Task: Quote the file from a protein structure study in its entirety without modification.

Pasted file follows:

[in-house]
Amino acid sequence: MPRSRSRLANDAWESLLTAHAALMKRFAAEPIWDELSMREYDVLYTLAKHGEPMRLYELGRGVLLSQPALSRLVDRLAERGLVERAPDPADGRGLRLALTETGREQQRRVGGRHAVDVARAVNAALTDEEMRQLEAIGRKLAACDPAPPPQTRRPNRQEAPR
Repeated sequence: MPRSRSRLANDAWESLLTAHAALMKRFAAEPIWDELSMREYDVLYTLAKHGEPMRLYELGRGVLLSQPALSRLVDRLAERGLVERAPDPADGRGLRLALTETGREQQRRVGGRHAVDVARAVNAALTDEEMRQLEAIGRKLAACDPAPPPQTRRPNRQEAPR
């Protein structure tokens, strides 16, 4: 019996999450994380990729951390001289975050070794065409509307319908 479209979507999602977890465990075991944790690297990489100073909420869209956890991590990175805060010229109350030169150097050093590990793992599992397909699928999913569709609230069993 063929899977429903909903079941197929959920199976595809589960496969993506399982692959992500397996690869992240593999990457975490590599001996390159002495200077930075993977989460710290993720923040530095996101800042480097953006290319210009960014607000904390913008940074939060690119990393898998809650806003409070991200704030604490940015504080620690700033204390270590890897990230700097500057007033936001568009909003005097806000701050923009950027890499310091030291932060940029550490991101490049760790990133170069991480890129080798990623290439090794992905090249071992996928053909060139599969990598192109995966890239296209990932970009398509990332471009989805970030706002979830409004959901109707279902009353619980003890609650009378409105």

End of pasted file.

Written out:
[in-house]
Amino acid sequence: MPRSRSRLANDAWESLLTAHAALMKRFAAEPIWDELSMREYDVLYTLAKHGEPMRLYELGRGVLLSQPALSRLVDRLAERGLVERAPDPADGRGLRLALTETGREQQRRVGGRHAVDVARAVNAALTDEEMRQLEAIGRKLAACDPAPPPQTRRPNRQEAPR
Repeated sequence: MPRSRSRLANDAWESLLTAHAALMKRFAAEPIWDELSMREYDVLYTLAKHGEPMRLYELGRGVLLSQPALSRLVDRLAERGLVERAPDPADGRGLRLALTETGREQQRRVGGRHAVDVARAVNAALTDEEMRQLEAIGRKLAACDPAPPPQTRRPNRQEAPR
């Protein structure tokens, strides 16, 4: 019996999450994380990729951390001289975050070794065409509307319908 479209979507999602977890465990075991944790690297990489100073909420869209956890991590990175805060010229109350030169150097050093590990793992599992397909699928999913569709609230069993 063929899977429903909903079941197929959920199976595809589960496969993506399982692959992500397996690869992240593999990457975490590599001996390159002495200077930075993977989460710290993720923040530095996101800042480097953006290319210009960014607000904390913008940074939060690119990393898998809650806003409070991200704030604490940015504080620690700033204390270590890897990230700097500057007033936001568009909003005097806000701050923009950027890499310091030291932060940029550490991101490049760790990133170069991480890129080798990623290439090794992905090249071992996928053909060139599969990598192109995966890239296209990932970009398509990332471009989805970030706002979830409004959901109707279902009353619980003890609650009378409105």